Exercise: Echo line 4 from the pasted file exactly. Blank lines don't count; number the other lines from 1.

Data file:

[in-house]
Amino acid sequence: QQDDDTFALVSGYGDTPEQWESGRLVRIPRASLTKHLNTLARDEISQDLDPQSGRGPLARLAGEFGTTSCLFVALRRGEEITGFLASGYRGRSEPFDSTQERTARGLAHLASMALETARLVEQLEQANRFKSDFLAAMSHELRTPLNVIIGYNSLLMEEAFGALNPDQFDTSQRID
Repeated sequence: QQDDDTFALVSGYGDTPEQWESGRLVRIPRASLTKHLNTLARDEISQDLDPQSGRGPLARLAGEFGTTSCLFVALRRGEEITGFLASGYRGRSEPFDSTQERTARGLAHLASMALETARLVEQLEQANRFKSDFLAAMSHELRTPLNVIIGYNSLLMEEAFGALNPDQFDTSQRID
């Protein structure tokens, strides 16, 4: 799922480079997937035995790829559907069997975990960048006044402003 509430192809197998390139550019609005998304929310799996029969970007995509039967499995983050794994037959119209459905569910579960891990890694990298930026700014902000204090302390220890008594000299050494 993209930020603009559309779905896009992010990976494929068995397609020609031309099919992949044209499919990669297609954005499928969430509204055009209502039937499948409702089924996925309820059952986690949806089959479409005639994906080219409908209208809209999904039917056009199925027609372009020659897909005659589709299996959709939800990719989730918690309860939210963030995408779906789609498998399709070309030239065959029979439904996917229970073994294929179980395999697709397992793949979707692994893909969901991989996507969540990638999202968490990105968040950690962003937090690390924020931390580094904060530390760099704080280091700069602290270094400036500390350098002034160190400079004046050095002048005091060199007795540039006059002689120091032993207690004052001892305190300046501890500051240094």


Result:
């Protein structure tokens, strides 16, 4: 799922480079997937035995790829559907069997975990960048006044402003 509430192809197998390139550019609005998304929310799996029969970007995509039967499995983050794994037959119209459905569910579960891990890694990298930026700014902000204090302390220890008594000299050494 993209930020603009559309779905896009992010990976494929068995397609020609031309099919992949044209499919990669297609954005499928969430509204055009209502039937499948409702089924996925309820059952986690949806089959479409005639994906080219409908209208809209999904039917056009199925027609372009020659897909005659589709299996959709939800990719989730918690309860939210963030995408779906789609498998399709070309030239065959029979439904996917229970073994294929179980395999697709397992793949979707692994893909969901991989996507969540990638999202968490990105968040950690962003937090690390924020931390580094904060530390760099704080280091700069602290270094400036500390350098002034160190400079004046050095002048005091060199007795540039006059002689120091032993207690004052001892305190300046501890500051240094």